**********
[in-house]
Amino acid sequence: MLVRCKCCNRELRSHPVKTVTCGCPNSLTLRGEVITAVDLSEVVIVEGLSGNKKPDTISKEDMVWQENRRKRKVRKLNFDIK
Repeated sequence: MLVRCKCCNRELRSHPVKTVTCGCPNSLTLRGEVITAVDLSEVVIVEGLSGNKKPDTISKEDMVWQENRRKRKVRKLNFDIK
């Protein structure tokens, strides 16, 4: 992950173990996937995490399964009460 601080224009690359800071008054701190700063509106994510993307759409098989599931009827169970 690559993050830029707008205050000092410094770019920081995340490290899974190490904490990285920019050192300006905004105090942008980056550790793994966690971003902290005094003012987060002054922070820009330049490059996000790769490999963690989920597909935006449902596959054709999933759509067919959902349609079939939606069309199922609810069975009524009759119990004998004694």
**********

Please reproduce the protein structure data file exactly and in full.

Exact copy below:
[in-house]
Amino acid sequence: MLVRCKCCNRELRSHPVKTVTCGCPNSLTLRGEVITAVDLSEVVIVEGLSGNKKPDTISKEDMVWQENRRKRKVRKLNFDIK
Repeated sequence: MLVRCKCCNRELRSHPVKTVTCGCPNSLTLRGEVITAVDLSEVVIVEGLSGNKKPDTISKEDMVWQENRRKRKVRKLNFDIK
């Protein structure tokens, strides 16, 4: 992950173990996937995490399964009460 601080224009690359800071008054701190700063509106994510993307759409098989599931009827169970 690559993050830029707008205050000092410094770019920081995340490290899974190490904490990285920019050192300006905004105090942008980056550790793994966690971003902290005094003012987060002054922070820009330049490059996000790769490999963690989920597909935006449902596959054709999933759509067919959902349609079939939606069309199922609810069975009524009759119990004998004694």